What shapes ground beetle assemblages in a tree species-rich subtropical forest?

Aug 07, 2021 · 2 mins read
What shapes ground beetle assemblages in a tree species-rich subtropical forest?
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As woody plants provide much of the trophic basis for food webs in forests their species richness, but also stand age and numerous further variables such as vegetation structure, soil properties and elevation can shape assemblages of ground beetles (Coleoptera: Carabidae). However, the combined impact of these numerous variables on ground beetle diversity and community structure has rarely been studied simultaneously. Therefore, ground beetles were studied in 27 plots in a highly diverse and structurally heterogeneous subtropical forest ecosystem, the Gutianshan National Park (southeast China) using pitfall traps and flight interception traps. Both trapping methods collected partly overlapping species spectra. The arboreal fauna was dominated by lebiines and to a smaller extent by tiger beetles and platynines; the epigeic fauna comprised mostly representatives of the genus Carabus and numerous tribes, especially anisodactylines, pterostichines, and sphodrines. Ground beetle species richness, abundance, and biomass of the pitfall trap catches were analyzed with generalized linear mixed models (GLMMs), fitted with seven environmental variables. Four of these variables influenced the ground beetle assemblages: Canopy cover, herb cover, pHvalue of the topsoil and elevation. Contrary to our expectations, woody plant species richness and stand age did not significantly affect ground beetle assemblages. Thus, ground beetles seem to respond differently to environmental variables than ants and spiders, two other predominantly predatory arthropod groups that were studied on the same plots in our study area and which showed distinct relationships with woody plant richness. Our results highlight the need to study a wider range of taxa to achieve a better understanding of how environmental changes affect species assemblages and their functioning in forest ecosystems.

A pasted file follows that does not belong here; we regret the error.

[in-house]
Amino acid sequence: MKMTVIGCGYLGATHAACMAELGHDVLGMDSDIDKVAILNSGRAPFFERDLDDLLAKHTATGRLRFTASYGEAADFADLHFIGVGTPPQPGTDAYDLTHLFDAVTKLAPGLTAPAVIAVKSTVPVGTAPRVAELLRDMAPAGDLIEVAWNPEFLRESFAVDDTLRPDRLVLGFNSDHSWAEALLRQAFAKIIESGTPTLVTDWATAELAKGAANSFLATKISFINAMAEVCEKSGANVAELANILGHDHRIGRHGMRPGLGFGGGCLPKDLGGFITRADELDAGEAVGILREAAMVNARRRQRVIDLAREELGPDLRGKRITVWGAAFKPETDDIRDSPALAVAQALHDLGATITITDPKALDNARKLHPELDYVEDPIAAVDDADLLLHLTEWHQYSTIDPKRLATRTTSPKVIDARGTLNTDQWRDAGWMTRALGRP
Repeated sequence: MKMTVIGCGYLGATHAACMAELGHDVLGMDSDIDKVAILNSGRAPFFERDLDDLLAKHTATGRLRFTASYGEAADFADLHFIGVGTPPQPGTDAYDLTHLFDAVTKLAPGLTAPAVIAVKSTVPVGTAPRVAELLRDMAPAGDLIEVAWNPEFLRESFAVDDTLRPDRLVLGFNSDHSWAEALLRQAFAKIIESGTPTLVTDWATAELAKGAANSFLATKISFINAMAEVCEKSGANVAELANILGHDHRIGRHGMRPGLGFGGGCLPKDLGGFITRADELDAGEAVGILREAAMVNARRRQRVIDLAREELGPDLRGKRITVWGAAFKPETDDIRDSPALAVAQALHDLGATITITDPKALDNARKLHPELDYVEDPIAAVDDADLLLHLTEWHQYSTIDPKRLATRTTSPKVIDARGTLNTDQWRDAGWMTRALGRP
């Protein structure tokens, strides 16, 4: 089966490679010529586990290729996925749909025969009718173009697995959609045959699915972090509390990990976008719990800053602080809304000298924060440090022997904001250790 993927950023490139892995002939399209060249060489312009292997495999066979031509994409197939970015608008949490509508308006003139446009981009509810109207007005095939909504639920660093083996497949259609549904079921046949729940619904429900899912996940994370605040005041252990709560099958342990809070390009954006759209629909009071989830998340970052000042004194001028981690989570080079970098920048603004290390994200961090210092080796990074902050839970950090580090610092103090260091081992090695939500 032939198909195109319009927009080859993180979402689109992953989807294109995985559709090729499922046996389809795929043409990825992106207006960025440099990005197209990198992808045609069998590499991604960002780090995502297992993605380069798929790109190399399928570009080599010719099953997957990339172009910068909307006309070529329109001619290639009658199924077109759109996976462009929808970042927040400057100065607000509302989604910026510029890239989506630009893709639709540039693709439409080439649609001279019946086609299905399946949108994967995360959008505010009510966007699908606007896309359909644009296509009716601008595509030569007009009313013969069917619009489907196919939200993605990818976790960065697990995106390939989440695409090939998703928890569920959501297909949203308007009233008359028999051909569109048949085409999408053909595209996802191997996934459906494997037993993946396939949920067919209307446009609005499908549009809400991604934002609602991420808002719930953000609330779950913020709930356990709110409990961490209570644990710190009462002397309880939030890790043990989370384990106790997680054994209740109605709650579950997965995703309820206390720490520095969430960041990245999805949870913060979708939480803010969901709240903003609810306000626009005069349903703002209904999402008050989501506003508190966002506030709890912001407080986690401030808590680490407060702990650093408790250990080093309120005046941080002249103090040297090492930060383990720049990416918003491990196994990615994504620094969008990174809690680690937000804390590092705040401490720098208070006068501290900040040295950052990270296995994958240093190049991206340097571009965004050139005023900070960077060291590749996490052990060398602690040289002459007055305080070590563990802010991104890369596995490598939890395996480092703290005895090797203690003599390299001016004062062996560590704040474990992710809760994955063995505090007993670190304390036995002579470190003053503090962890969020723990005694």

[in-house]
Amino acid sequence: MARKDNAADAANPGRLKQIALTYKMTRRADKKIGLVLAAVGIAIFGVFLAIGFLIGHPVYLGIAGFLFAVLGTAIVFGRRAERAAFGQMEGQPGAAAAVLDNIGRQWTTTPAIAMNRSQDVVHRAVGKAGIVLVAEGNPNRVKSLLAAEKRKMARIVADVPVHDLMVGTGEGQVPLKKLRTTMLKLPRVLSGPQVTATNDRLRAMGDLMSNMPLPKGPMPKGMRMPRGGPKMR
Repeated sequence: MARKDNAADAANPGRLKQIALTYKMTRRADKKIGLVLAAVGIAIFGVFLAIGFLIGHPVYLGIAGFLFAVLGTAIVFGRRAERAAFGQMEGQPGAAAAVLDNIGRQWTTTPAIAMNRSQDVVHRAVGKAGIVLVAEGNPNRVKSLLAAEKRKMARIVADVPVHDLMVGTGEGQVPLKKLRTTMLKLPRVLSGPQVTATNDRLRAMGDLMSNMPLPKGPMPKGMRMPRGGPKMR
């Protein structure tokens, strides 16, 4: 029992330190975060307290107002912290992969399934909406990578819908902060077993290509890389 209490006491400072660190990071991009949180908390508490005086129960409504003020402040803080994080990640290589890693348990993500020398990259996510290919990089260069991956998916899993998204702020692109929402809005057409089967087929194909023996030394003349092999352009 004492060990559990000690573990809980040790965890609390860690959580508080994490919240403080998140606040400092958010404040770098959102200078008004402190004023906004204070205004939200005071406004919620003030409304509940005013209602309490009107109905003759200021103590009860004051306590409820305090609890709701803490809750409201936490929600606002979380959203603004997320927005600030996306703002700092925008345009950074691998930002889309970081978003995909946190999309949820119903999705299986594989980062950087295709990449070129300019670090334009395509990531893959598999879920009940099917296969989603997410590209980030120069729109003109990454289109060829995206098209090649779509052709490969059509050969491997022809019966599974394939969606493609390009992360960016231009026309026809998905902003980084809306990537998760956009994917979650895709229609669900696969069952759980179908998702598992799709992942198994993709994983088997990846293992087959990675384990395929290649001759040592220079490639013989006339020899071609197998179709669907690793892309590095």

Figure 2: Relationships between ground beetle abundance and canopy cover (A), herb cover (B) and pH-value of the soil (C). Black lines indicate significant relationships at p < 0.05 obtained from mixed-effects models (keeping other significant predictors fixed at their means) with grey areas indicating the 95% confidence intervals. Points represent observed values per trap. Note that some traps had similar abundance and predictor values. The fixed-effects explained 22% of the variation in ground beetle abundance.


Pascale Zumstein, Helge Bruelheide, Andreas Fichtner, Andreas Schuldt, Michael Staab, Werner Hardtle, Hongzhang Zhou, and Thorsten Assmann. 2021. What shapes ground beetle assemblages in a tree species-rich subtropical forest? Zookeys. 1044: 907-927.